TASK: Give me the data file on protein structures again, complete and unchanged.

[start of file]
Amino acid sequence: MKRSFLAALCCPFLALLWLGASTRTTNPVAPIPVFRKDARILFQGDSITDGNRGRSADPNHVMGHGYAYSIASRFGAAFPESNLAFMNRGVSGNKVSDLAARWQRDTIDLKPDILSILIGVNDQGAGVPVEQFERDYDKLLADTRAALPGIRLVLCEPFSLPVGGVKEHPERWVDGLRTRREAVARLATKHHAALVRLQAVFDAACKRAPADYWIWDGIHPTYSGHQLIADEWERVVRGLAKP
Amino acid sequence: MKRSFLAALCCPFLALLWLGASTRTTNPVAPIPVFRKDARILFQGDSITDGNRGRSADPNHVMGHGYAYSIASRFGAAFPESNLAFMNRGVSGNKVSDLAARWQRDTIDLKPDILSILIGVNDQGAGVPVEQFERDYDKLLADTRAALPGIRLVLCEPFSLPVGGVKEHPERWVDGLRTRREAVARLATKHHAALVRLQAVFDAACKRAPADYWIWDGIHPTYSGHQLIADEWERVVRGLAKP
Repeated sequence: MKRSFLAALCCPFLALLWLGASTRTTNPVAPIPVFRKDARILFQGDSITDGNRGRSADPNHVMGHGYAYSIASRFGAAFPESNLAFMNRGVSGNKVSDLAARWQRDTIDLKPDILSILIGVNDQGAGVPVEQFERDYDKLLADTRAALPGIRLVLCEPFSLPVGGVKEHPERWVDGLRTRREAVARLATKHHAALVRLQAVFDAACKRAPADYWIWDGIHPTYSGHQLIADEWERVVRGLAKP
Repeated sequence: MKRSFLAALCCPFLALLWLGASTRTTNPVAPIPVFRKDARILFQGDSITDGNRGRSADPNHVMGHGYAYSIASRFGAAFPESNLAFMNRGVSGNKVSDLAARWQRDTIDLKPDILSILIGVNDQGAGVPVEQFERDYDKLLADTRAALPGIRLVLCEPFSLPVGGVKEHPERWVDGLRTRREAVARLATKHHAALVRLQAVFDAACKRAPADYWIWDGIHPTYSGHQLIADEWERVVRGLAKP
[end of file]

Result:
Amino acid sequence: MKRSFLAALCCPFLALLWLGASTRTTNPVAPIPVFRKDARILFQGDSITDGNRGRSADPNHVMGHGYAYSIASRFGAAFPESNLAFMNRGVSGNKVSDLAARWQRDTIDLKPDILSILIGVNDQGAGVPVEQFERDYDKLLADTRAALPGIRLVLCEPFSLPVGGVKEHPERWVDGLRTRREAVARLATKHHAALVRLQAVFDAACKRAPADYWIWDGIHPTYSGHQLIADEWERVVRGLAKP
Amino acid sequence: MKRSFLAALCCPFLALLWLGASTRTTNPVAPIPVFRKDARILFQGDSITDGNRGRSADPNHVMGHGYAYSIASRFGAAFPESNLAFMNRGVSGNKVSDLAARWQRDTIDLKPDILSILIGVNDQGAGVPVEQFERDYDKLLADTRAALPGIRLVLCEPFSLPVGGVKEHPERWVDGLRTRREAVARLATKHHAALVRLQAVFDAACKRAPADYWIWDGIHPTYSGHQLIADEWERVVRGLAKP
Repeated sequence: MKRSFLAALCCPFLALLWLGASTRTTNPVAPIPVFRKDARILFQGDSITDGNRGRSADPNHVMGHGYAYSIASRFGAAFPESNLAFMNRGVSGNKVSDLAARWQRDTIDLKPDILSILIGVNDQGAGVPVEQFERDYDKLLADTRAALPGIRLVLCEPFSLPVGGVKEHPERWVDGLRTRREAVARLATKHHAALVRLQAVFDAACKRAPADYWIWDGIHPTYSGHQLIADEWERVVRGLAKP
Repeated sequence: MKRSFLAALCCPFLALLWLGASTRTTNPVAPIPVFRKDARILFQGDSITDGNRGRSADPNHVMGHGYAYSIASRFGAAFPESNLAFMNRGVSGNKVSDLAARWQRDTIDLKPDILSILIGVNDQGAGVPVEQFERDYDKLLADTRAALPGIRLVLCEPFSLPVGGVKEHPERWVDGLRTRREAVARLATKHHAALVRLQAVFDAACKRAPADYWIWDGIHPTYSGHQLIADEWERVVRGLAKP